Rationale for Inclusion in Literature Review:

This (unpublished) research study operates from the expectation “that participants would appreciate the internet to a different extent for different goals” (Melenhorst, Bouwhuis, 2004), a direct connection to the question of motivational influences on the adoption of technology among older adults. Also, the findings of this dissertation underlie premises presented in other resources utilized in the present literature review.

Values for validity and reliability come from the examination of statistical differences between groups and between goals, through repeated measures of multivariate analyses of variance (MANOVAs).

The study is appropriate for ethnically diverse, independently living male and female older adults in the age range from 65 to 75.

APA Citation:

Hanson, V.L., (2010). Influencing technology adoption by older adults. Interacting with Computers, Vol. 22. No. 6. (November 2010), pp. 502-509.

Summary:

“With the advent of a digital economy, an emphasis on digital products and services has emerged. Those who are not using current technologies will become excluded, however, from this revolution. Older adults represent one such group in danger of Exclusion. In some cases, older adults have been disinterested in new technologies. In other cases, however, the technologies fail to take into consideration the strengths and weaknesses of older users that would promote this usability. This paper examines components of information search by younger and older adults. These are considered in terms of long-term implications of designing for older users, with current problems viewed as foreshadowing future trends.” (Hanson, 2010)

Rationale for Inclusion in Literature Review:

This research paper connects directly to the question of design strategies proscribed by motivational factors leading to successful adoption of technology among older adults by virtue of its interest in long-term implications of designing for older users.

Values for validity and reliability come from an analysis of variance (ANOVA).

The study is appropriate for ethnically diverse, independently living male and female older adults over 60 and utilizes a control group of younger adults between 18 and 30.

APA Citation:

Ng, Chi-hung., (2008). Motivation among older adults in learning computer technologies: A grounded model. EducationalGerontology, Vol. 34, No. 1 (2008), pp. 1-14.

Summary:

“Based on a sociocultural perspective, this study investigated the learning experiences of a selected group of older adults learning computing technologies at a social center in Hong Kong. Data generated from in-depth interviews were used to develop a model of evolving motivation that explains how this group of ‘‘anxious novices’’ had gradually developed into ‘‘motivated experts’’ capable of showcasing their computing achievement to the public. The model highlights the significance of social supports derived from various social contexts in helping older adults make sense of their learning and develop lasting interest in computing technologies.” (Ng, 2008)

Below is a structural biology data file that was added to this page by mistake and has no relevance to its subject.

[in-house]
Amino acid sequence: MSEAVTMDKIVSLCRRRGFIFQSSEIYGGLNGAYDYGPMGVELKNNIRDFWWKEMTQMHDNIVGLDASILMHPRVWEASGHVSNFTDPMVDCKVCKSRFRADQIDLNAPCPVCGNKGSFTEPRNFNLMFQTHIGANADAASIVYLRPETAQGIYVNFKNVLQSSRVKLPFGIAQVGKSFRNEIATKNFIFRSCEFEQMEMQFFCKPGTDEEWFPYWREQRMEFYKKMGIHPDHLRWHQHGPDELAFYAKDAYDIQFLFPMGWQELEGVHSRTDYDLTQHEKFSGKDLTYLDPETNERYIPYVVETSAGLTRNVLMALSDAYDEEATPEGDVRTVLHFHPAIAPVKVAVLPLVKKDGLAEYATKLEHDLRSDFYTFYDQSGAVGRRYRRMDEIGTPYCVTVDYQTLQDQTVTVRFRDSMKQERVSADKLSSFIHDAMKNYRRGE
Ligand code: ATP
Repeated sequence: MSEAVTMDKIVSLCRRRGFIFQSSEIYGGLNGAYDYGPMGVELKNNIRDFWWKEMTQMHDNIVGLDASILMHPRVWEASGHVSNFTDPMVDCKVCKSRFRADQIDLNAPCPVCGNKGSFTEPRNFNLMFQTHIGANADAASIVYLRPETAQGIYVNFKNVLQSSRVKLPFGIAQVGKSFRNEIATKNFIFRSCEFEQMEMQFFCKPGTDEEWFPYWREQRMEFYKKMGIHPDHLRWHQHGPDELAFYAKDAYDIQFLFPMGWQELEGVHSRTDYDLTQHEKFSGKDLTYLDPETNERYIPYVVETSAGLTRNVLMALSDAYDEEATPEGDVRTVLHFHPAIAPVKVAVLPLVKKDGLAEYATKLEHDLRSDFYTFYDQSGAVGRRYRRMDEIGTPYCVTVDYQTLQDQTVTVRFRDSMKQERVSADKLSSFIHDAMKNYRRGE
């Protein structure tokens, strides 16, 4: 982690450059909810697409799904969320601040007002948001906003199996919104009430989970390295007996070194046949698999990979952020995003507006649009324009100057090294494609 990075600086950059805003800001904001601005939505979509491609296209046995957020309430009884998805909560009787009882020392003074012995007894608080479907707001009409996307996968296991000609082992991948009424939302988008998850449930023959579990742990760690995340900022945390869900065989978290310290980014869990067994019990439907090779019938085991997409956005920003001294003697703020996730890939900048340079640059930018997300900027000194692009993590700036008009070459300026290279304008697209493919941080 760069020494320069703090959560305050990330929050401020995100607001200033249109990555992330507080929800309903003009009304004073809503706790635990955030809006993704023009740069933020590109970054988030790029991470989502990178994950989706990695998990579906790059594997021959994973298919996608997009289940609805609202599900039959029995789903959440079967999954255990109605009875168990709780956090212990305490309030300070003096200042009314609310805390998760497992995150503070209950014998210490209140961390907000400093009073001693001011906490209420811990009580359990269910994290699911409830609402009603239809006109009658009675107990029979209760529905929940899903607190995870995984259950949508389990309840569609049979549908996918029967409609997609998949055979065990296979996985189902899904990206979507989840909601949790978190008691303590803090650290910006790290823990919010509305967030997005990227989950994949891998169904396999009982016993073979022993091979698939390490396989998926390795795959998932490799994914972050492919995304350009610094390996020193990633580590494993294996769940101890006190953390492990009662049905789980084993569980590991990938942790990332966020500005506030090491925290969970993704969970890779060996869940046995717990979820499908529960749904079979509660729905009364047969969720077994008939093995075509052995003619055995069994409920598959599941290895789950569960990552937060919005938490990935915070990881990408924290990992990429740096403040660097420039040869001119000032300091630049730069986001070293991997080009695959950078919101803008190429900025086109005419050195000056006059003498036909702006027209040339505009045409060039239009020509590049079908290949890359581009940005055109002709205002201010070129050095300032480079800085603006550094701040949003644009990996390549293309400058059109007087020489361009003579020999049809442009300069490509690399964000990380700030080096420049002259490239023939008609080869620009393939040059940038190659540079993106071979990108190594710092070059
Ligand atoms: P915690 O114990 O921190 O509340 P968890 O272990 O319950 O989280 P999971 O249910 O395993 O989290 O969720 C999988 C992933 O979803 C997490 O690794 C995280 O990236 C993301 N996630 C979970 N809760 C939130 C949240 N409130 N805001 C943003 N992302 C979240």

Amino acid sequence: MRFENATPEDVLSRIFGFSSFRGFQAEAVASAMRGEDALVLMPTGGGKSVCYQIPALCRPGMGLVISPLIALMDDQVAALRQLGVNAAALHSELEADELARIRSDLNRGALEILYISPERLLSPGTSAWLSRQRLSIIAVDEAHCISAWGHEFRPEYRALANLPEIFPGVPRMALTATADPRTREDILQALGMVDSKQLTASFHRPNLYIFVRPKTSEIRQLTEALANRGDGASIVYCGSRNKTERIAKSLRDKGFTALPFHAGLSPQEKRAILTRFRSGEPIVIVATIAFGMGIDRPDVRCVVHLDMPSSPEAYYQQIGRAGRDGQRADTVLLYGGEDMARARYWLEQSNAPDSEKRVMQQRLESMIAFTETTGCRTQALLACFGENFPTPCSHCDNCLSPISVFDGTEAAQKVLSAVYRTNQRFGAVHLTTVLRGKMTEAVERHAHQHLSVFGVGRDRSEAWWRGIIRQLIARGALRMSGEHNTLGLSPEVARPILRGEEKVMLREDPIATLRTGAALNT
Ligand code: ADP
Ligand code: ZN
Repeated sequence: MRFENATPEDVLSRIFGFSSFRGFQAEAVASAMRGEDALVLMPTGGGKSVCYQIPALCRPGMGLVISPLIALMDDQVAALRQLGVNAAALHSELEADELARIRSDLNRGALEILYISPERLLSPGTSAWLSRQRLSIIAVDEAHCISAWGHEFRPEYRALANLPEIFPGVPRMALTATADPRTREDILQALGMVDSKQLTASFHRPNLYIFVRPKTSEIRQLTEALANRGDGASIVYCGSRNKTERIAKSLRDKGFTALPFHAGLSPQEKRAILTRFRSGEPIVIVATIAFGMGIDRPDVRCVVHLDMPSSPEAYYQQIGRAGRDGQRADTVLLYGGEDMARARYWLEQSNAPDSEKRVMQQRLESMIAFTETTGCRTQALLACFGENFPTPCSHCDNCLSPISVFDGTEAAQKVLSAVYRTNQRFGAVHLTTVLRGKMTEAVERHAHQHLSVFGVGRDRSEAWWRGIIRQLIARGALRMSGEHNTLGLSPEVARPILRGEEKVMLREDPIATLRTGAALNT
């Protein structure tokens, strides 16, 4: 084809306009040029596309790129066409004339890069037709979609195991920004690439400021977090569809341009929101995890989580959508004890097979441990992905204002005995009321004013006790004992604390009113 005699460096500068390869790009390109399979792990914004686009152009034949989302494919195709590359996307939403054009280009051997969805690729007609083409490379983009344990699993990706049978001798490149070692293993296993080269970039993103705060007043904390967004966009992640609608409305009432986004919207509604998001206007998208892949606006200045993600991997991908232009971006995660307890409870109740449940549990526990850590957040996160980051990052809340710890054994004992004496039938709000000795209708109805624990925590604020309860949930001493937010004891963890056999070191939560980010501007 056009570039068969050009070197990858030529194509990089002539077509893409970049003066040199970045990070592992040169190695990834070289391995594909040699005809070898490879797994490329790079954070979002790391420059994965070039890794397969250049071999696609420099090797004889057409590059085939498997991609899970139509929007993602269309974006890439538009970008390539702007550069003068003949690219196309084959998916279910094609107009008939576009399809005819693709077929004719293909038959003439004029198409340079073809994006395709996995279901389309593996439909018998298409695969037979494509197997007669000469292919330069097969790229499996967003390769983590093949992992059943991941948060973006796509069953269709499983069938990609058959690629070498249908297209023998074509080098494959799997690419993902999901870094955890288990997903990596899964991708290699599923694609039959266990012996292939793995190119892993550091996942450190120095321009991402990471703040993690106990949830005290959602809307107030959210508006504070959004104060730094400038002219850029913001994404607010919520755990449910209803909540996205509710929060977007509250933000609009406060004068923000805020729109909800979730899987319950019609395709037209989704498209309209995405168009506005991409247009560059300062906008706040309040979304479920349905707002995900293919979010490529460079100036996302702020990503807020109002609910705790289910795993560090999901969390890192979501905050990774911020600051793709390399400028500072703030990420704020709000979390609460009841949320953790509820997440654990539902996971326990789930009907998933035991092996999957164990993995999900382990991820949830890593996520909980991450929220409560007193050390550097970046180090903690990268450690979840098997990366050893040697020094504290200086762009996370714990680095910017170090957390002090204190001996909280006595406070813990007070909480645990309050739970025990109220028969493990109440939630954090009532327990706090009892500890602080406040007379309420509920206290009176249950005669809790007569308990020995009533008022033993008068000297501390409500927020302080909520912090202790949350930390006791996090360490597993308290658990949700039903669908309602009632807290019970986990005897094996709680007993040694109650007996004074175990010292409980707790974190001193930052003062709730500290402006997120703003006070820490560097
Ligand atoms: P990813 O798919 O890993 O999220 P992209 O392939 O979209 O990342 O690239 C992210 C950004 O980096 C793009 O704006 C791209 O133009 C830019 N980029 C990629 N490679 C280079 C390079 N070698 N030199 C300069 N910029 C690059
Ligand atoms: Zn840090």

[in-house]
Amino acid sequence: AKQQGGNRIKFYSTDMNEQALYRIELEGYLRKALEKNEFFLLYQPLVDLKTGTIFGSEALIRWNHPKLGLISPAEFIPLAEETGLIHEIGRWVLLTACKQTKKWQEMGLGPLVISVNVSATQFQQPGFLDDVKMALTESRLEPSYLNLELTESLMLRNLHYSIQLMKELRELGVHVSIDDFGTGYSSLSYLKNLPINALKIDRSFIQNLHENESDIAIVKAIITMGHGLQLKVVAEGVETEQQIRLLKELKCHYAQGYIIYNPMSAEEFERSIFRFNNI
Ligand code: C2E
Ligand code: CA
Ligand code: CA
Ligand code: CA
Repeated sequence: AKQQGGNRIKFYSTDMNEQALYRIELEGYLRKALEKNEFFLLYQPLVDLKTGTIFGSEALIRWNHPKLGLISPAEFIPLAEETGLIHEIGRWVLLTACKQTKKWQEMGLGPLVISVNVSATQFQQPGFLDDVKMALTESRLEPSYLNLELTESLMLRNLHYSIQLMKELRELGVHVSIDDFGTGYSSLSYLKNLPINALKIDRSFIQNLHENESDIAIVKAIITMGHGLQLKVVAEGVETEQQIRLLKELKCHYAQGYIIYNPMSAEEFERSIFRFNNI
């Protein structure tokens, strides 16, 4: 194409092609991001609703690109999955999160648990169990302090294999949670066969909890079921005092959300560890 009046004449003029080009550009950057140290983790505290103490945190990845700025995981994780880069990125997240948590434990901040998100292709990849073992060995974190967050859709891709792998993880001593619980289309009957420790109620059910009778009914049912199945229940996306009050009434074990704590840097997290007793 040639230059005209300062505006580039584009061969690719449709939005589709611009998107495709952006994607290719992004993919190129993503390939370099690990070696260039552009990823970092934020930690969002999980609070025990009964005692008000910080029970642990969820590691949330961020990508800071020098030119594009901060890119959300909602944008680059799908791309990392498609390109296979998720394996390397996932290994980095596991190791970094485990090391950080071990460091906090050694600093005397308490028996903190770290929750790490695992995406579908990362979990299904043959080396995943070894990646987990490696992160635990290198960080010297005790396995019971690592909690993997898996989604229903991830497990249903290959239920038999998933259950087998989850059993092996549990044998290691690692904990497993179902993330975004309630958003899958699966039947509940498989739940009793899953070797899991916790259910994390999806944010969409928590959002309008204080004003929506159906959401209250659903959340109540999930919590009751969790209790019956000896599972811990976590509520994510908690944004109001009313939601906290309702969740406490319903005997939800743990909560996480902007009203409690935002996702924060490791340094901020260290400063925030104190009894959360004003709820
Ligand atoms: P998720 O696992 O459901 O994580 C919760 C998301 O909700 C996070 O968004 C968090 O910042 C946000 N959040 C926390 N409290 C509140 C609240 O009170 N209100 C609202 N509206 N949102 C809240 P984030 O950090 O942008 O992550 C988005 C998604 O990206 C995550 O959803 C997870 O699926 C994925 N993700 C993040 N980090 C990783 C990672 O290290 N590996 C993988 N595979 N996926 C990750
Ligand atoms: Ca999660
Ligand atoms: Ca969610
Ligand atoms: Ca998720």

Rationale for Inclusion in Literature Review:

This literature review directly connects to the question of motivational influences on the adoption of technology among older adults.

This is not a research study but a research review; as such, values for validity and reliability are not represented.

The study is appropriate for ethnically diverse, independently living male and female older adults in the age range from 65 to 75.

 References:

Hanson, V.L., (2010). Influencing technology adoption by older adults. Interacting with Computers, Vol. 22. No. 6. (November 2010), pp. 502-509.

Melenhorst, A., Bouwhuis, D., (2004). When do older adults consider the internet? An exploratory study of benefit perception. Gerontechjournal, Vol. 3, No. 2. (2004), pp. 90-101.

Melenhorst, A.S., Rogers, W.A., Bouwhuis, D.G., (2006). Older Adults’ Motivated Choice for Technological Innovation: Evidence for Benefit-Driven Selectivity. Psychology and Aging, Vol. 21, No. 1. (March 2006), pp. 190-195.

Ng, Chi-hung., (2008). Motivation among older adults in learning computer technologies: A grounded model. Educational Gerontology, Vol. 34, No. 1 (2008), pp. 1-14.

Wagner, N., Hassanein, K., Head, M., (2010). Computer use by older adults: A multi-disciplinary review. Computers in Human Behavior, Vol. 26, No. 5. (22 September 2010), pp. 870-882.

EDUC-6125-4 – Problem Statement

Problem Statement

The motivational factors that drive older adults (age 65 or older) to learn to use a computer may have an influence on success and adoption, and consequently may inform instructional design strategy selection.

Contextual Background of Literature Review